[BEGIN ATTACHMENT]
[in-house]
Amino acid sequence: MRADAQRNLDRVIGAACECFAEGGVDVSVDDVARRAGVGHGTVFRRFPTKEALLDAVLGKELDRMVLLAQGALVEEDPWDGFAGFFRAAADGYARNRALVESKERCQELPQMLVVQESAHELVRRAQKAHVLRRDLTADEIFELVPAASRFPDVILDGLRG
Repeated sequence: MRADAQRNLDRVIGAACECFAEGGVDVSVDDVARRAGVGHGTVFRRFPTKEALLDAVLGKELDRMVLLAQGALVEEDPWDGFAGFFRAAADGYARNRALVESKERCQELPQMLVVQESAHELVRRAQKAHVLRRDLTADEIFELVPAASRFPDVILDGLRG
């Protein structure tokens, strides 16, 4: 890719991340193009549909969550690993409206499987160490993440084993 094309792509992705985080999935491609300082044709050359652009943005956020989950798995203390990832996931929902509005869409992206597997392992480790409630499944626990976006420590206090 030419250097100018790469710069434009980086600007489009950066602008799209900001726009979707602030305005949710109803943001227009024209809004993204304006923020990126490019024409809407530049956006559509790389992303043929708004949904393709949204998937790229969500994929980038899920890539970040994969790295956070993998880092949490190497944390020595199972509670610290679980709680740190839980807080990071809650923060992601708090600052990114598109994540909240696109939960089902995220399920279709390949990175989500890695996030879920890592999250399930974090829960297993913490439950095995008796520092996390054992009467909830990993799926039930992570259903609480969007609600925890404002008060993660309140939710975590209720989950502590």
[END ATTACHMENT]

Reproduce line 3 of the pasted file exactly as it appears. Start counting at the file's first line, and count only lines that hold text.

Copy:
Repeated sequence: MRADAQRNLDRVIGAACECFAEGGVDVSVDDVARRAGVGHGTVFRRFPTKEALLDAVLGKELDRMVLLAQGALVEEDPWDGFAGFFRAAADGYARNRALVESKERCQELPQMLVVQESAHELVRRAQKAHVLRRDLTADEIFELVPAASRFPDVILDGLRG